Orton is coming off a suspension, and about to leave to film a movie, maybe the WWE could prove a point and use him to build a few heels. A win over him by ADR, Daniel Bryan, or Ziggler could really catapult those men in the eyes of the audience. Plus it proves a point to the locker room that if you fail your second drug test that you will have to prove your worth when you come back from a sixty day suspension. Again I will state Orton should blaze a fat Cheech & Chong blunt on the way to the ring because he is untouchable in this company.
A bright spot is the Sandow and Brodus Clay feud. It has been handled really well. Sandow is great at getting under the fan’s skin. He takes a good beating from Clay, but he steals a win. When Brodus finally beats Sandow it will pop the crowd. People will pay money to watch Damien Sandow get his teeth kicked in. I look forward to seeing if they let this continue to build up or if they blow it by giving Clay a pin in a tag match. He shouldn’t beat Sandow in any match until after the next PPV. Clay should get close, but always come up short due to some heinous cheating by Sandow. I also popped for the fist full of tights. Old school is cool.
The Shawn Michaels promo was really good. It was just too low on energy. He is trying to sell this “End of HHH” story and the energy on the show was so low already that this almost stopped the show. I personally would have saved this until after Ziggler vs. Jericho so that the audience was pumped up from a good match. It could have had a bigger impact. Still it was a great promo, but again it was wasting time on guys who won’t be in the WWE picture until November at the earliest.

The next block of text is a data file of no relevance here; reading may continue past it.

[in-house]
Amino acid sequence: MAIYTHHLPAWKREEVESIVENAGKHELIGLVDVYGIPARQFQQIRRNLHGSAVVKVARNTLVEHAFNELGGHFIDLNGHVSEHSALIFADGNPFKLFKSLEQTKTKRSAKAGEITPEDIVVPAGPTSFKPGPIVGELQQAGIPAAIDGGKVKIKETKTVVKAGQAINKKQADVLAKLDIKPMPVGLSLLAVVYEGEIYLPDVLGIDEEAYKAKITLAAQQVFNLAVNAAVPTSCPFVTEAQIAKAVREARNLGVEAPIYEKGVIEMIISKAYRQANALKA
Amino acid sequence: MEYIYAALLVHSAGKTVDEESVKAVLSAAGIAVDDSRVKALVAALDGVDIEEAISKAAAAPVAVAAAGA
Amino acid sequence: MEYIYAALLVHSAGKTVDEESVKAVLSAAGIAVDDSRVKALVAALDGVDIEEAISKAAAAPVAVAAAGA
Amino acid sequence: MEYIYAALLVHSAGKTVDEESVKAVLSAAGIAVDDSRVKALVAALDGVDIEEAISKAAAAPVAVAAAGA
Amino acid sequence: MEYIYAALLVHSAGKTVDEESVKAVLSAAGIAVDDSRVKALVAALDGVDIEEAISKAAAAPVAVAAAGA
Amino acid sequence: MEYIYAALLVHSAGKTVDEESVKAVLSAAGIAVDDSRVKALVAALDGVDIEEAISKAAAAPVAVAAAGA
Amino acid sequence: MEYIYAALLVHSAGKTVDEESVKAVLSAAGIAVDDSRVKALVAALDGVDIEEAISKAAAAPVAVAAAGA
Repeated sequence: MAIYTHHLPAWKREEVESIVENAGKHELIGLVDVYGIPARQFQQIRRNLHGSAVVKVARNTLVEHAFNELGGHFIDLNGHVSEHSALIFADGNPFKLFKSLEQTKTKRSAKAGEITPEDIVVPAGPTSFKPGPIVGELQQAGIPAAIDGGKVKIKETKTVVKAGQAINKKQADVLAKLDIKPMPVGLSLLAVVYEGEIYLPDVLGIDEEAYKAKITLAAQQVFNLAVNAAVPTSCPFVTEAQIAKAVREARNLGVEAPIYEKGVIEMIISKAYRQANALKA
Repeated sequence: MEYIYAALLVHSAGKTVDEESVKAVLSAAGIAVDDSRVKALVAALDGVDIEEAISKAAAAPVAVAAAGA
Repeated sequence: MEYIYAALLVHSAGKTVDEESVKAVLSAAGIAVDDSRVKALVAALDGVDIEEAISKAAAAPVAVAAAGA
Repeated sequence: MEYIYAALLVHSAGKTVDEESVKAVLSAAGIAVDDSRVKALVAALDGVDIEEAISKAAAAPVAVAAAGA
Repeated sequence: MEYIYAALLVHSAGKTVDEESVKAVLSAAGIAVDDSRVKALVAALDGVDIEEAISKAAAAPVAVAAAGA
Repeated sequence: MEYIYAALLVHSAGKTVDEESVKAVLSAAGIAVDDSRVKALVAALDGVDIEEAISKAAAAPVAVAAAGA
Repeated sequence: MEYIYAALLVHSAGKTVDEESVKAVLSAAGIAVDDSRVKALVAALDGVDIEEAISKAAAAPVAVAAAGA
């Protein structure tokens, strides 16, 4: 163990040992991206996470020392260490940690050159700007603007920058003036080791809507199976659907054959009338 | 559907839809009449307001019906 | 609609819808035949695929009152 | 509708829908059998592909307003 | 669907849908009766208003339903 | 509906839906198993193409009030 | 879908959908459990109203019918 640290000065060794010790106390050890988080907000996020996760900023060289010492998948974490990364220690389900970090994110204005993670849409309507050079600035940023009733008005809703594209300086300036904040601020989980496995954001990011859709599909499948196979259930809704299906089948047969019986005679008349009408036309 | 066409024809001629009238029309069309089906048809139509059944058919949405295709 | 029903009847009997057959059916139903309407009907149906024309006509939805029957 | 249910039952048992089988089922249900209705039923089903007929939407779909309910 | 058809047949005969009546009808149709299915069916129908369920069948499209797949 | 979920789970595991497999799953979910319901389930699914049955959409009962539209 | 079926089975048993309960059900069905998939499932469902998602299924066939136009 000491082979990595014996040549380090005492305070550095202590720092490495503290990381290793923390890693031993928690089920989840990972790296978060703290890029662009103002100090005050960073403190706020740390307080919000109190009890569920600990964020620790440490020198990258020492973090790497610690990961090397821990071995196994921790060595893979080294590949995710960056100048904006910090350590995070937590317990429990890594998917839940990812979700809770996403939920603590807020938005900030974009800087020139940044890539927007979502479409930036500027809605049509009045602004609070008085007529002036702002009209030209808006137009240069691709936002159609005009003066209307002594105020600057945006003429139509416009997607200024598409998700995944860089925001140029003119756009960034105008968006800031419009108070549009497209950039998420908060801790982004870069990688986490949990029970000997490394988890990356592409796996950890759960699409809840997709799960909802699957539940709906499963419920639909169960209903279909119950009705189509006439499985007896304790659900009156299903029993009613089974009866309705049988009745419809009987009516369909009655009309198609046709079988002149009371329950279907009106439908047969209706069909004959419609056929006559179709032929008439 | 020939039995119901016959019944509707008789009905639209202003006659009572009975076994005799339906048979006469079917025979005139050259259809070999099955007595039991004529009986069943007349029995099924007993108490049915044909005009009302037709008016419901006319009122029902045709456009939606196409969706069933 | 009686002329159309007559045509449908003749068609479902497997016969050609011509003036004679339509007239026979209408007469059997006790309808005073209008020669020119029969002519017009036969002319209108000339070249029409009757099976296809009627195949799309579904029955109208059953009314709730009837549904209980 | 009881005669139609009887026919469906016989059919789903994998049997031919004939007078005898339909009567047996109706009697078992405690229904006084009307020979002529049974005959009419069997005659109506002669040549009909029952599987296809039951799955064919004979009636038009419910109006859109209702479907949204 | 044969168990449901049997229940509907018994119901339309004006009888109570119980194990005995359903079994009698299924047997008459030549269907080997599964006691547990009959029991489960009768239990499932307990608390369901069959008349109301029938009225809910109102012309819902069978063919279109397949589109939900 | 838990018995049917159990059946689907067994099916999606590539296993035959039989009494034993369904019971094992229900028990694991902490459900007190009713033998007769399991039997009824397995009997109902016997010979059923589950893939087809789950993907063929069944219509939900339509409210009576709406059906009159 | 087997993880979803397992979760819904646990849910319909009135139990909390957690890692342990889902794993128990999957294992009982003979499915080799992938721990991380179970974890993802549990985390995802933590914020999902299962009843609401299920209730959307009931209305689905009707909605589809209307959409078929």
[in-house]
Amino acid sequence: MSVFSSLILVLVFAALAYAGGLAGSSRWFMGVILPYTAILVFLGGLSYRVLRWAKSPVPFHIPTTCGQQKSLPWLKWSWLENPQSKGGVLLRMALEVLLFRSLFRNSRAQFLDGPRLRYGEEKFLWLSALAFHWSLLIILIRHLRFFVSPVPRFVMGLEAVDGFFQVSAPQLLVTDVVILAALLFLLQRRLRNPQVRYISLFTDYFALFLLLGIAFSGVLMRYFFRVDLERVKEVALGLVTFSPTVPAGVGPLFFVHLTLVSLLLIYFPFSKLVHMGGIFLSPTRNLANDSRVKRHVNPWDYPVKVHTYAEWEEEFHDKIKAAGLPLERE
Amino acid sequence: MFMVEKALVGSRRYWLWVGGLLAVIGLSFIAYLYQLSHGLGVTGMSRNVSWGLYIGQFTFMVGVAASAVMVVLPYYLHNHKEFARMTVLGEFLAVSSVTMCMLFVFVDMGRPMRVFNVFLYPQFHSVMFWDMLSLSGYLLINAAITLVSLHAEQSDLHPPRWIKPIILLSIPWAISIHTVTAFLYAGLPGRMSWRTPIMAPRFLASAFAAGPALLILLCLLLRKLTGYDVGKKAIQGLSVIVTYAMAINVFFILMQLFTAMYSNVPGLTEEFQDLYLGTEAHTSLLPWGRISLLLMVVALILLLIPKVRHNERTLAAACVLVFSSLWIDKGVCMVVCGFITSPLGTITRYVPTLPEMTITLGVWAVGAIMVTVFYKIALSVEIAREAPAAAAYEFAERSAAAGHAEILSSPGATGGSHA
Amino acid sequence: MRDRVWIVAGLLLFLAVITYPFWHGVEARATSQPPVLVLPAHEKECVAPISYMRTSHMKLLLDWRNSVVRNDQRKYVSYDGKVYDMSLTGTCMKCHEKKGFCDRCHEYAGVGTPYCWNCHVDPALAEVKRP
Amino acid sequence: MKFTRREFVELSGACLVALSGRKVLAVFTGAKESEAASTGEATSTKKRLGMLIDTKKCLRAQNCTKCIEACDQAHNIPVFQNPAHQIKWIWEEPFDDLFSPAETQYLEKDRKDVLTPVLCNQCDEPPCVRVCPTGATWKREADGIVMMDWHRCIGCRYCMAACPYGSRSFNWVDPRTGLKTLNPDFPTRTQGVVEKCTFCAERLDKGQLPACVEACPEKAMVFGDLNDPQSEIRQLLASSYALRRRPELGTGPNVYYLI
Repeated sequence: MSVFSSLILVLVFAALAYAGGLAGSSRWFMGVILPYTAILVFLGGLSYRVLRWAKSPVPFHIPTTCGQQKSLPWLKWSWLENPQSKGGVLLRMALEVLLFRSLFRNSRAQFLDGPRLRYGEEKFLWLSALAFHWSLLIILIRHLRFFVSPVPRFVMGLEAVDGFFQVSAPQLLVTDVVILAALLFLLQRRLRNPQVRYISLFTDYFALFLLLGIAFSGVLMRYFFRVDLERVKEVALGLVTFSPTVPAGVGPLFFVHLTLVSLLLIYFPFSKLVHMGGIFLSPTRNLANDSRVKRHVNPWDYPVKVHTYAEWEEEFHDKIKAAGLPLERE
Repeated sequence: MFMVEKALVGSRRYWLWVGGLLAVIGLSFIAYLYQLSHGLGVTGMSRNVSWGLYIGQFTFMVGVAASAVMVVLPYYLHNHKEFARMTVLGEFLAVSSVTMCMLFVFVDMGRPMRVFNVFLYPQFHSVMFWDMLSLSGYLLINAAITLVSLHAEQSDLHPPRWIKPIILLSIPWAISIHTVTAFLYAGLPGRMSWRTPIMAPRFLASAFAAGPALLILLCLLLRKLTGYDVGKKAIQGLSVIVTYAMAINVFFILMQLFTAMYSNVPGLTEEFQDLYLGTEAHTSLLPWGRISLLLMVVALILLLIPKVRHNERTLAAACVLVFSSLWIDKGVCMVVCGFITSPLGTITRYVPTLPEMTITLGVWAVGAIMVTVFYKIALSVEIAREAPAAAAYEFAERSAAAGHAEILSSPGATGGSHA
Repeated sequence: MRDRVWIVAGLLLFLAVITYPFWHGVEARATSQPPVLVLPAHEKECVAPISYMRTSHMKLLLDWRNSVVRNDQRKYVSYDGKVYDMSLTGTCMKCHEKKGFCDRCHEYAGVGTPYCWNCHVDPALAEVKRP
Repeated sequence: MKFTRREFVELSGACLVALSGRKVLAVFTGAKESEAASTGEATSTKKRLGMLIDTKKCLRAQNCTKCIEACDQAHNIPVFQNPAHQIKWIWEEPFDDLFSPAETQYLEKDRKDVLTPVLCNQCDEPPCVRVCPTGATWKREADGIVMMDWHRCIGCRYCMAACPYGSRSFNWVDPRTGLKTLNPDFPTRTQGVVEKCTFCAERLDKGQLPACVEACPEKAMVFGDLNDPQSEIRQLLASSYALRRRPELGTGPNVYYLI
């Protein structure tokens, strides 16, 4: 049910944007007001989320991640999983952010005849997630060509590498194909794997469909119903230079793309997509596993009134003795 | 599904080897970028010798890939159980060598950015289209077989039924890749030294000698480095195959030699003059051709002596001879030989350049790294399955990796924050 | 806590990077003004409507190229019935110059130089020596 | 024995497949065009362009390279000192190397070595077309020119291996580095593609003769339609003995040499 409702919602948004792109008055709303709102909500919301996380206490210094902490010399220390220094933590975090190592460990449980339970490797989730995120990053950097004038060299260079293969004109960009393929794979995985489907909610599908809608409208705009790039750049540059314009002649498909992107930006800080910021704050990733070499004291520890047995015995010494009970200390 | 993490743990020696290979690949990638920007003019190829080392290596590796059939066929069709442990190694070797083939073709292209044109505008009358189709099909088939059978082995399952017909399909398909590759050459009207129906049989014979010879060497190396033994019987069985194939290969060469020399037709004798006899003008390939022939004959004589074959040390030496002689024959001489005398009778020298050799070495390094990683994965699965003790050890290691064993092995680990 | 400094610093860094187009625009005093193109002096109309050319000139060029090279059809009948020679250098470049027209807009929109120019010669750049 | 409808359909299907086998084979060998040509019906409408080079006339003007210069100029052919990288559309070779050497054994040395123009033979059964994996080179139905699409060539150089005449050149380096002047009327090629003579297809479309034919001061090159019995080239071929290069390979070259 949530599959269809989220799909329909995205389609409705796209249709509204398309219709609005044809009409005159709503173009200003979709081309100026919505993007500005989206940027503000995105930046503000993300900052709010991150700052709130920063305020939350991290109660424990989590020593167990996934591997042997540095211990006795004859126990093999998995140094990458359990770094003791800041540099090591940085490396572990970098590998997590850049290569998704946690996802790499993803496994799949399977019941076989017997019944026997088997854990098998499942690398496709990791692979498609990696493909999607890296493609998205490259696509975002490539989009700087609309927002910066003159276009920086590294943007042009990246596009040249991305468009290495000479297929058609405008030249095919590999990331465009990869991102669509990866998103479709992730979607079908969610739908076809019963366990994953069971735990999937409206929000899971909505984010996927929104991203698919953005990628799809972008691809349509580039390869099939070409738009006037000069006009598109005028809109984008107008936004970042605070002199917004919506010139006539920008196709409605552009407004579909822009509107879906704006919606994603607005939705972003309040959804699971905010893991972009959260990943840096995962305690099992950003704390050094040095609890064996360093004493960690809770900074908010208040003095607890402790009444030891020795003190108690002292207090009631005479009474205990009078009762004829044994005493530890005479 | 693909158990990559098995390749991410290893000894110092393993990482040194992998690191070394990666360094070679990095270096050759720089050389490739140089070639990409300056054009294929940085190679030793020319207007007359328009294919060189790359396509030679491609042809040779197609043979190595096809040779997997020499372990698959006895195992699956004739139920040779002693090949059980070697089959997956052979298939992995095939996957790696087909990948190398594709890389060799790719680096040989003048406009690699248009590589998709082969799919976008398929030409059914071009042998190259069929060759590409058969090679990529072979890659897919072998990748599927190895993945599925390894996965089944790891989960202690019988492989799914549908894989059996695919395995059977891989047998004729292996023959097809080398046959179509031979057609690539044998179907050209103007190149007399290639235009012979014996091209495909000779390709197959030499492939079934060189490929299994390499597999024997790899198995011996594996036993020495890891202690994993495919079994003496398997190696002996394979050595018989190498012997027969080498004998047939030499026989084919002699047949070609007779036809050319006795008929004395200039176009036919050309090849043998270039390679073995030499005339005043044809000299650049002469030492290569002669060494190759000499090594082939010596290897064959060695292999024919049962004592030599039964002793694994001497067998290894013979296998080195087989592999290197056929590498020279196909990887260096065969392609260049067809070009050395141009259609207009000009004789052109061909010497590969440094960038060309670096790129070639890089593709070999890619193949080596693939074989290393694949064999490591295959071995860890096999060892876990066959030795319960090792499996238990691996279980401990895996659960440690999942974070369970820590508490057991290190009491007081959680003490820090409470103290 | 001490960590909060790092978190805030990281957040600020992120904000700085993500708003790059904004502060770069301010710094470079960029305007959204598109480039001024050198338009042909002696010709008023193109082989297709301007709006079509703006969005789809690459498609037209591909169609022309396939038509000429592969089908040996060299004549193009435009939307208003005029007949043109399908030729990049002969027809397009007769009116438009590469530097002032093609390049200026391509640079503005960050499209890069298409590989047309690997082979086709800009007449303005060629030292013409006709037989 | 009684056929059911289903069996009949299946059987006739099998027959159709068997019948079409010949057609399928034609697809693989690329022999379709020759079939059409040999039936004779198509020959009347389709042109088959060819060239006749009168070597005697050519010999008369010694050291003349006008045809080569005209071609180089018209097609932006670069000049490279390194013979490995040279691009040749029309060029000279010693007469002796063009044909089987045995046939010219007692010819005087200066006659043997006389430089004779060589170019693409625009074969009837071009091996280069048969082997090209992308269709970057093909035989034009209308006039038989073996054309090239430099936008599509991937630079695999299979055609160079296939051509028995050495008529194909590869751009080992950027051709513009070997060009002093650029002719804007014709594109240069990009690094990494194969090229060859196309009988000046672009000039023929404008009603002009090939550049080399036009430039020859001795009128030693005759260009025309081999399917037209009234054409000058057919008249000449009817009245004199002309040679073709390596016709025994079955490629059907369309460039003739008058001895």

The tag match between the former enemies turned partners was ok. I don’t like the no finish. Ryder could have lost the match for his team and then Kane could have abused him. It would have achieved the same goal, and it would have given Kane a better reason than a slap in the face for losing his mind. Maybe have Bryan beat Ryder then slap Kane. Again same result but it gives a cleaner finish. It’s the little things.
I loved the Ziggler vs. Jericho match. It was sloppy in a few areas, and I am glad Y2J is ok after the botched Frankensteiner spot. These two have a really good chemistry in the ring. Also watching them is like watching a man wrestle a younger version of himself. It’s too bad Jericho has to go tour with Fozzy because this could have been a really good feud over the next few months. The end helped elevate Ziggler, and Y2J’s attack left the door open for a rubber match down the road. WrestleMania? I hope so!
I was hoping CM Punk would name Jerry Lawler as the #1 contender for the WWE title. I’m an old school Andy Kaufman/ Jerry Lawler fan. While the match wouldn’t have been a classic due to Lawler’s age, I believe the two of them could put something special on. It would be funny that back then Kaufman was the guy limited in the ring and Lawler carried him, but now it would be Lawler who is limited and Punk who carries him. In wrestling everything comes full circle.
Cena cut one hell of promo. Normally I would take issue with a guy passing up a title shot, but this plays into the Cena character. He values his integrity more than a title. He preaches to his fans to believe in themselves and he can’t do that if he sells out for a title shot. I really hope this leads to a “respect” match at night of champions where the loser has to shake the winner’s hand, or in this case say that other man is “the best in the world”. If Punk beats Cena in his hometown that could be a great scene with a hyped up crowd. Especially if Punk cheats to win.
The afterwards where Punk pivots back to Lawler was nicely done because he doesn’t waste time on Cena. He wants his respect. Cena won’t give it to him, so Lawler must. This looks to be setting up a match between Lawler and Punk on RAW. I like that a lot. The kick and stare was a good way to end RAW. Would have liked to see AJ come out to address Punk, but I guess she forgot she was GM.